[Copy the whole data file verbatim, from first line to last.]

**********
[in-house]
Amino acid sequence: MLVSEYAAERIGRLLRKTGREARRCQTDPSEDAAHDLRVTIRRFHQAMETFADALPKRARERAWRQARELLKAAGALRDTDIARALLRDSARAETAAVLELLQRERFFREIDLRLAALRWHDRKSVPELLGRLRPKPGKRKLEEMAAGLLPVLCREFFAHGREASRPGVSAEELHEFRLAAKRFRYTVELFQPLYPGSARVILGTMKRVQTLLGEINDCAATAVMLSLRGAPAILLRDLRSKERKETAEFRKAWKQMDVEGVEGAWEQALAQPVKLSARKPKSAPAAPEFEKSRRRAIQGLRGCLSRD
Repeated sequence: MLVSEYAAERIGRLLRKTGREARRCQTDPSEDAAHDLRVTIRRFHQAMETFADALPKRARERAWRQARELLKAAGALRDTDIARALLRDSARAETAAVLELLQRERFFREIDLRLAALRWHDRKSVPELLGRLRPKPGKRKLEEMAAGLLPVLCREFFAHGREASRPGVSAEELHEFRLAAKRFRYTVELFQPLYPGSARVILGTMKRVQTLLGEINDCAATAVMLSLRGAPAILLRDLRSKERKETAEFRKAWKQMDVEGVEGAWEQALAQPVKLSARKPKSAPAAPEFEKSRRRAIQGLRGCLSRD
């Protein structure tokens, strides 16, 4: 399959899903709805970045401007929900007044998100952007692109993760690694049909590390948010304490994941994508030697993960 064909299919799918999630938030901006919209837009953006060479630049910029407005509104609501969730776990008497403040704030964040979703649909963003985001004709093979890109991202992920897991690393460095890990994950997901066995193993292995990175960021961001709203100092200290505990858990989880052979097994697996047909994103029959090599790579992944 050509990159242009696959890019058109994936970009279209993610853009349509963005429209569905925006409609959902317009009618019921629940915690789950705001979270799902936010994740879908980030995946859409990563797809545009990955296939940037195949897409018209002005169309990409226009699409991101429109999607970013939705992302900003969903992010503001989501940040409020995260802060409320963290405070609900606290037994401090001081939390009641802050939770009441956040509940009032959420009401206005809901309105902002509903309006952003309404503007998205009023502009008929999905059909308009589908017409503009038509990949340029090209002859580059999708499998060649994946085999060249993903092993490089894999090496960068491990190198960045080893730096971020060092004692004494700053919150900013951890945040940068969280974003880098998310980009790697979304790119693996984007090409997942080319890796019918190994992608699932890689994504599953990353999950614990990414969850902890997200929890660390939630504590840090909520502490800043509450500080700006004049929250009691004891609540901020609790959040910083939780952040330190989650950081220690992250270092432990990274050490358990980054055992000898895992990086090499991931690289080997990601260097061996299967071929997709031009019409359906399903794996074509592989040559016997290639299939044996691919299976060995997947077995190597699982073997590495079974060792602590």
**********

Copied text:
[in-house]
Amino acid sequence: MLVSEYAAERIGRLLRKTGREARRCQTDPSEDAAHDLRVTIRRFHQAMETFADALPKRARERAWRQARELLKAAGALRDTDIARALLRDSARAETAAVLELLQRERFFREIDLRLAALRWHDRKSVPELLGRLRPKPGKRKLEEMAAGLLPVLCREFFAHGREASRPGVSAEELHEFRLAAKRFRYTVELFQPLYPGSARVILGTMKRVQTLLGEINDCAATAVMLSLRGAPAILLRDLRSKERKETAEFRKAWKQMDVEGVEGAWEQALAQPVKLSARKPKSAPAAPEFEKSRRRAIQGLRGCLSRD
Repeated sequence: MLVSEYAAERIGRLLRKTGREARRCQTDPSEDAAHDLRVTIRRFHQAMETFADALPKRARERAWRQARELLKAAGALRDTDIARALLRDSARAETAAVLELLQRERFFREIDLRLAALRWHDRKSVPELLGRLRPKPGKRKLEEMAAGLLPVLCREFFAHGREASRPGVSAEELHEFRLAAKRFRYTVELFQPLYPGSARVILGTMKRVQTLLGEINDCAATAVMLSLRGAPAILLRDLRSKERKETAEFRKAWKQMDVEGVEGAWEQALAQPVKLSARKPKSAPAAPEFEKSRRRAIQGLRGCLSRD
């Protein structure tokens, strides 16, 4: 399959899903709805970045401007929900007044998100952007692109993760690694049909590390948010304490994941994508030697993960 064909299919799918999630938030901006919209837009953006060479630049910029407005509104609501969730776990008497403040704030964040979703649909963003985001004709093979890109991202992920897991690393460095890990994950997901066995193993292995990175960021961001709203100092200290505990858990989880052979097994697996047909994103029959090599790579992944 050509990159242009696959890019058109994936970009279209993610853009349509963005429209569905925006409609959902317009009618019921629940915690789950705001979270799902936010994740879908980030995946859409990563797809545009990955296939940037195949897409018209002005169309990409226009699409991101429109999607970013939705992302900003969903992010503001989501940040409020995260802060409320963290405070609900606290037994401090001081939390009641802050939770009441956040509940009032959420009401206005809901309105902002509903309006952003309404503007998205009023502009008929999905059909308009589908017409503009038509990949340029090209002859580059999708499998060649994946085999060249993903092993490089894999090496960068491990190198960045080893730096971020060092004692004494700053919150900013951890945040940068969280974003880098998310980009790697979304790119693996984007090409997942080319890796019918190994992608699932890689994504599953990353999950614990990414969850902890997200929890660390939630504590840090909520502490800043509450500080700006004049929250009691004891609540901020609790959040910083939780952040330190989650950081220690992250270092432990990274050490358990980054055992000898895992990086090499991931690289080997990601260097061996299967071929997709031009019409359906399903794996074509592989040559016997290639299939044996691919299976060995997947077995190597699982073997590495079974060792602590």